• reducing injection-site infections and the transmission of BBVs
  • reducing accidental deaths and drug-related overdoses
  • providing a route into a range of other treatment services
  • reducing the number of attendances at accident and emergency departments (and subsequent hospital bed-days) for injection-site infections
  • reducing harms caused by drug-related litter by providing safe disposal facilities and sharps bins
  • reducing inequalities and improving access for people from specific groups such as homeless people and women who inject drugs, and speedball users (people who inject an opioid such as heroin in combination with a stimulant such as cocaine)
  • increasing service user choice through offering flexible opening times and locations
  • better value for money - NSPs are a cost-effective way of reducing the transmission of BBVs and the development of injection-site infections. If the gateway effects of NSPs are included, a fall in the number of people who inject drugs is likely. This would, in turn, lead to a reduction in crime. If that is the case, modelling shows that NSPs are likely to save society money in the longer term[1] .

Key issues

Key issues in providing effective needle and syringe programmes are:

  • identifying, engaging and assessing all people who inject illicit drugs and encouraging them to access drug treatment
  • encouraging people to find alternatives to injecting and/or helping people to stop injecting drugs
  • commissioning a mix of generic and targeted NSP services to meet local need
  • increasing the proportion of people who have over 100% ‘coverage' (that is, the proportion who have more than one sterile needle and syringe available for every injection)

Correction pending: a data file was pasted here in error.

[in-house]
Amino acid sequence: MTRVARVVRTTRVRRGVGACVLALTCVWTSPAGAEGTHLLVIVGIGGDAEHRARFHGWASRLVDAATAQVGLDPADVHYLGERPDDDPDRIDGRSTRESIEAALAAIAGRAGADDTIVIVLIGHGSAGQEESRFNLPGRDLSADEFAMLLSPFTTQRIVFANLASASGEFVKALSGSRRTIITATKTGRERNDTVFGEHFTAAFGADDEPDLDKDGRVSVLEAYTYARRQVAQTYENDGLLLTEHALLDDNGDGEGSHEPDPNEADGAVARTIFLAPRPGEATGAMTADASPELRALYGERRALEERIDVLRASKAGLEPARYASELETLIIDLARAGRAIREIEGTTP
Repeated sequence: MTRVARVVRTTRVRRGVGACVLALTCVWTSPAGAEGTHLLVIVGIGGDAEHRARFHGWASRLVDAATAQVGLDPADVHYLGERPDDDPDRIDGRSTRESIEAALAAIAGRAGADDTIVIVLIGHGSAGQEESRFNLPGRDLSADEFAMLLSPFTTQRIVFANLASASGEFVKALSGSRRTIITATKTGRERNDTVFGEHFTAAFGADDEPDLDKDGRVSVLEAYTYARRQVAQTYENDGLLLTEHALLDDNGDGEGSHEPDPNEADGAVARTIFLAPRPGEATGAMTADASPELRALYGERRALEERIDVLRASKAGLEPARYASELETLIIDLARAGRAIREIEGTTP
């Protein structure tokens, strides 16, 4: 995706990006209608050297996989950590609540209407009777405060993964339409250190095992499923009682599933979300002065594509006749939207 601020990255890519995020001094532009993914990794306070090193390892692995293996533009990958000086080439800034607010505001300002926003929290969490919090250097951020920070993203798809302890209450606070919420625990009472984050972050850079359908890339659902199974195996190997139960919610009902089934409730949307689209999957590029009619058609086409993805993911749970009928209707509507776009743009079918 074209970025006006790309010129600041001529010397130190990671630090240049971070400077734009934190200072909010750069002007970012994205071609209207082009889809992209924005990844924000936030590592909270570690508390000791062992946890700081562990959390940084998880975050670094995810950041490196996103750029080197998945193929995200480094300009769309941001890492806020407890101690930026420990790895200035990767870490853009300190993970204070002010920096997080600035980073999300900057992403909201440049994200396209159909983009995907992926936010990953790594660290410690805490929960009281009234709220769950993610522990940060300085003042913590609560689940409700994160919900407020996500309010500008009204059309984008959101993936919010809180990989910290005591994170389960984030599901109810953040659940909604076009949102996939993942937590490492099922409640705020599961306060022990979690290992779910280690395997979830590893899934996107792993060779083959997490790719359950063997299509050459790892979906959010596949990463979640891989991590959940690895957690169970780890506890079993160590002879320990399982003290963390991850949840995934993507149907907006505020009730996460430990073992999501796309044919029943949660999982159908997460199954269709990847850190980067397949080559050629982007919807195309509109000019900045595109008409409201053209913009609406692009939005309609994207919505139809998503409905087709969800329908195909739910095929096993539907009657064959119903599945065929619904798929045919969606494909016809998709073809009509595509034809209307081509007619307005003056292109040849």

• providing advice and information to reduce the harms associated with injecting drug use
  • ensuring access to BBV testing, vaccination and treatment services
  • promoting healthy and safe communities, reducing the fear of crime and reducing drug related litter
  • providing the best possible outcomes for individuals, their families and communities
  • providing a quality assured service.

National drivers

National priorities and initiatives relevant to commissioning needle and syringe programmes include:

Although many or all of these priorities may be relevant to the services nationally, your local service redesign may address only one or two of them.


1. Evans-Brown M, McVeigh J (2009). Anabolic steroid use in the general population of the United Kingdom. In Elite sports, doping, and public health: Møller V, Dimeo P, McNamee M, editors. Odense, Denmark: University of Southern Denmark Press pp.75-97

2. Health Protection Agency (2008) Shooting up - infections among injecting drug users in the United Kingdom 2007. An update: October 2008. London: Health Protection Agency

1. Figures in relation to the size of gateway effects are subject to uncertainty, as are figures relating to any effect that an increase in NSPs will have on the number of people injecting drugs.

This page was last updated: 02 March 2012

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Accessibility | Cymraeg | Freedom of information | Vision Impaired | Contact Us | Glossary | Data protection | Copyright | Disclaimer | Terms and conditions

Copyright 2014 National Institute for Health and Care Excellence. All rights reserved.